Pitching question

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MB331

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How long can wort sit in a carboy before pitching? I have done about 40 brews and have used both dry and liquid yeasts. Recently I used a dry yeast that my local homebrew doesn't carry. There were no signs of fermentation after 24 hours so I considered getting an equivalent liquid yeast from the local shop. Thankfully the visible fermentation started so I didn't have to use the liquid yeast. Had I needed to use the liquid yeast would I have had enough time to make a starter? The wort would have been sitting in the carboy for 4-5 days if I had used the starter.
 

friarsmith

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You would need to refrigerate the wort and it would probably be ok.

4-5 days at room temp… well, you would be asking for trouble.

I routinely refrigerate a half gallon of wort 7-10 days in a mason jar. This is from the first pour after boiling a regular sized batch. I use the saved wort instead of corn sugar to naturally carbonate beer in the keg.
 

IslandLizard

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Glad you had lift off! How long did it actually take since pitching?

I've had some nerve racking times in the past (before using liquid yeasts with appropriately sized starters) where it took 3 days to get any visible signs after pitching dry yeasts. They were always rehydrated before pitching.

Liquid yeast and starters:
According to White Labs most yeast starters made from liquid yeast should be completed within 24-48 hours:
"When using a stir plate, 24-48 hours is generally enough time for a starter to be completed."

I'd take that statement with a large grain of salt. Surely, fresh yeast at White Labs themselves may behave that way.* I seriously doubt that model fits a normal distribution a typical homebrewer will experience.
Especially when the (liquid) yeast is not all that fresh or was stressed during shipment/storage etc. as many of us experience when buying (liquid) yeast from our LHBS or mail order.

* When making new starters using my own fresh yeast, in good health, such as from a recently crashed previous starter, I have foam within mere hours (3-6 hrs). So I too expect those starters to be completed in 24-48 hours, yes.

You would need to refrigerate the wort and it would probably be ok.
That would be the best course of action, when a pitch seems to fail, awaiting a new supply.
However, making a pitchable starter from liquid yeast in that short time frame can be a dime on its side too, depending on how fresh/viable that yeast is. Most will therefore recommend repitching with a dry yeast, even if it's not quite the one you intended. You'll still make good drinkable beer.

You may even want to drop to 28-30F, or even a tad lower, so it starts to get slushy. That will slow down wild microbes from taking over significantly. Just don't do it in glass vessels! Kegs would be fine or plastic buckets.
 

FloppyKnockers

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I had one batch sit at 68° for a couple weeks before adding yeast. Not on purpose, I thought I did pitch, but obviously I didn't. Imagine my surprise on kegging day.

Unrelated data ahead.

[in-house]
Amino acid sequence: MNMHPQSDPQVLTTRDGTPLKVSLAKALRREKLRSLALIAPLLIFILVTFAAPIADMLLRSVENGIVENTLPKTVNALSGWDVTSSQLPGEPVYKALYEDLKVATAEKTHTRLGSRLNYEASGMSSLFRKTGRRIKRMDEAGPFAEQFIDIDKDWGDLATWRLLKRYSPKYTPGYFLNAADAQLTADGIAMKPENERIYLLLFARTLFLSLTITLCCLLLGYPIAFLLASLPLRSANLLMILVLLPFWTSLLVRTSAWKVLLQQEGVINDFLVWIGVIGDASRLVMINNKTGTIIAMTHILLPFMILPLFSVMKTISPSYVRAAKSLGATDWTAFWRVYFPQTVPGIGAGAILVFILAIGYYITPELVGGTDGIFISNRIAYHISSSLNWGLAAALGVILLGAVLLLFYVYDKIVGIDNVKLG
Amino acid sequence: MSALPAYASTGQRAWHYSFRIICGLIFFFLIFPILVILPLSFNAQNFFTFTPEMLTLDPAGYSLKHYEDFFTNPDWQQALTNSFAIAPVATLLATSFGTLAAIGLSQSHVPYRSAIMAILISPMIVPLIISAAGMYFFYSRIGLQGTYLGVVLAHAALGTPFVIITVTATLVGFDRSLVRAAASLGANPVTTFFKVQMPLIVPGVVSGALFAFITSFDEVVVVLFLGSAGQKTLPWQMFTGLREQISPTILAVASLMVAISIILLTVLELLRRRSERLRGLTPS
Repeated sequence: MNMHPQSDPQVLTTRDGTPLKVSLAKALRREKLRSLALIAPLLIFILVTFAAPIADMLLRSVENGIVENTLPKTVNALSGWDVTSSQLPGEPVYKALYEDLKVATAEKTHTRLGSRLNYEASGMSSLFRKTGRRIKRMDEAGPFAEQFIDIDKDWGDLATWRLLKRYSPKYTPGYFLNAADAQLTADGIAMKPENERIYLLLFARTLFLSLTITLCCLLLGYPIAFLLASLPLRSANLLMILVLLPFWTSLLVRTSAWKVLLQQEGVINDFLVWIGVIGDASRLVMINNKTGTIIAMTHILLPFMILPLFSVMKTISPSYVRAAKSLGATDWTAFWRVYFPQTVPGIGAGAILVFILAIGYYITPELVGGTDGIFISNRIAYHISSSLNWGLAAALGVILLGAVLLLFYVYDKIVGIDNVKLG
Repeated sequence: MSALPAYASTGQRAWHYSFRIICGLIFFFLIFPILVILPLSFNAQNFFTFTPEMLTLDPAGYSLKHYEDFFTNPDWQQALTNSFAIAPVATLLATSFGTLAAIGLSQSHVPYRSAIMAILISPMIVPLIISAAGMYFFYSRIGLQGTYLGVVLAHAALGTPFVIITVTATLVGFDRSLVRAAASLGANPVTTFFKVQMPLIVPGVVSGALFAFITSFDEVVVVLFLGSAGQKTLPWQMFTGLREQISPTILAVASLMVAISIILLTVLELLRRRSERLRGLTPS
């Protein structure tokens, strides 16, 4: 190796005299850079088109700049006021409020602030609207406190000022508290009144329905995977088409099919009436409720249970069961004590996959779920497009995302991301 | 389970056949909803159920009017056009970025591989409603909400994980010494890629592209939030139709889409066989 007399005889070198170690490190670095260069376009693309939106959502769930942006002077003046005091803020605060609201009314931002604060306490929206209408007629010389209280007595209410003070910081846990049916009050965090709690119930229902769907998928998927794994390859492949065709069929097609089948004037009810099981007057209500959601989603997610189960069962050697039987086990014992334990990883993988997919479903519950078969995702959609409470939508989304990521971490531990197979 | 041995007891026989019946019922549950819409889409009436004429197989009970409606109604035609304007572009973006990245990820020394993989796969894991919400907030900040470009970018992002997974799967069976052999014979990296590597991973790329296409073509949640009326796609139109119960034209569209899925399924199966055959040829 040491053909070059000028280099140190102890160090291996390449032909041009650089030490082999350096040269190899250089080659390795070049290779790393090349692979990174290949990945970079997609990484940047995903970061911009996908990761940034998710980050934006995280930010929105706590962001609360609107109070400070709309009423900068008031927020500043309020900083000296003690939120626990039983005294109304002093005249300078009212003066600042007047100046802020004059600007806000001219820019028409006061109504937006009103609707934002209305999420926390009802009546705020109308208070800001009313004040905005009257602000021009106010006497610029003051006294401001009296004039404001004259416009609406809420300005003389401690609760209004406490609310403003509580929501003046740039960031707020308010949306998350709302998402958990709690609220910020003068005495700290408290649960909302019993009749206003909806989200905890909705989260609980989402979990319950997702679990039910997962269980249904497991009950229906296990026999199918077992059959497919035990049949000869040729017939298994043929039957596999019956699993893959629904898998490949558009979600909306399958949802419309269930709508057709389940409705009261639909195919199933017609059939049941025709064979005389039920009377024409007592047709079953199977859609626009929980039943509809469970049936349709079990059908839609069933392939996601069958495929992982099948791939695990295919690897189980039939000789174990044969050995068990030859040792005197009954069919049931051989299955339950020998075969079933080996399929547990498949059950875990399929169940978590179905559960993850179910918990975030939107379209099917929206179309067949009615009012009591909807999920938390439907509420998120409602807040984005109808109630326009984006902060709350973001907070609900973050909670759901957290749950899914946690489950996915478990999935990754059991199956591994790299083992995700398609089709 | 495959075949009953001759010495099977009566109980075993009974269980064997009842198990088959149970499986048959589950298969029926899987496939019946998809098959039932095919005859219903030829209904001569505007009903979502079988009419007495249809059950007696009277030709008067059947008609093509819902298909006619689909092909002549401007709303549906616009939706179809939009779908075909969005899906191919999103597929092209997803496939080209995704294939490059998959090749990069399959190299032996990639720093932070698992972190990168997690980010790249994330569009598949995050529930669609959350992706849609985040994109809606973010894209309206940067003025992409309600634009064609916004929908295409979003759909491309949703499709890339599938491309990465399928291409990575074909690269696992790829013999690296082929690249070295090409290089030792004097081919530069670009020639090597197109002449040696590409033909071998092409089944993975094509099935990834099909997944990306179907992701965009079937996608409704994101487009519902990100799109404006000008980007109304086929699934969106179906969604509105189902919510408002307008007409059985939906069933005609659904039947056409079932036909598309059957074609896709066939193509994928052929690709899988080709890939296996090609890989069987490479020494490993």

Anyway, the wort/beer soured and was not very palatable. I drink my mistakes - It's the best way to learn not to do that again.
 

McMullan

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I don’t subscribe to LODO brewing practices, but I’ll just add that malted barley and hops add reactive oxygen species far more damaging than some air. ROS we can’t do much about. Viable healthy yeast cells are your best friend, in terms of mopping up all these rogue molecules. A very good reason to get fermentation on the go as soon as. Just saying.
 

marc1

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Glad you had lift off! How long did it actually take since pitching?

I've had some nerve racking times in the past (before using liquid yeasts with appropriately sized starters) where it took 3 days to get any visible signs after pitching dry yeasts. They were always rehydrated before pitching.

Liquid yeast and starters:
According to White Labs most yeast starters made from liquid yeast should be completed within 24-48 hours:
"When using a stir plate, 24-48 hours is generally enough time for a starter to be completed."

I'd take that statement with a large grain of salt. Surely, fresh yeast at White Labs themselves may behave that way.* I seriously doubt that model fits a normal distribution a typical homebrewer will experience.
Especially when the (liquid) yeast is not all that fresh or was stressed during shipment/storage etc. as many of us experience when buying (liquid) yeast from our LHBS or mail order.

* When making new starters using my own fresh yeast, in good health, such as from a recently crashed previous starter, I have foam within mere hours (3-6 hrs). So I too expect those starters to be completed in 24-48 hours, yes.


That would be the best course of action, when a pitch seems to fail, awaiting a new supply.
However, making a pitchable starter from liquid yeast in that short time frame can be a dime on its side too, depending on how fresh/viable that yeast is. Most will therefore recommend repitching with a dry yeast, even if it's not quite the one you intended. You'll still make good drinkable beer.

You may even want to drop to 28-30F, or even a tad lower, so it starts to get slushy. That will slow down wild microbes from taking over significantly. Just don't do it in glass vessels! Kegs would be fine or plastic buckets.

Here's what Escarpment Labs recommended for starters:
 
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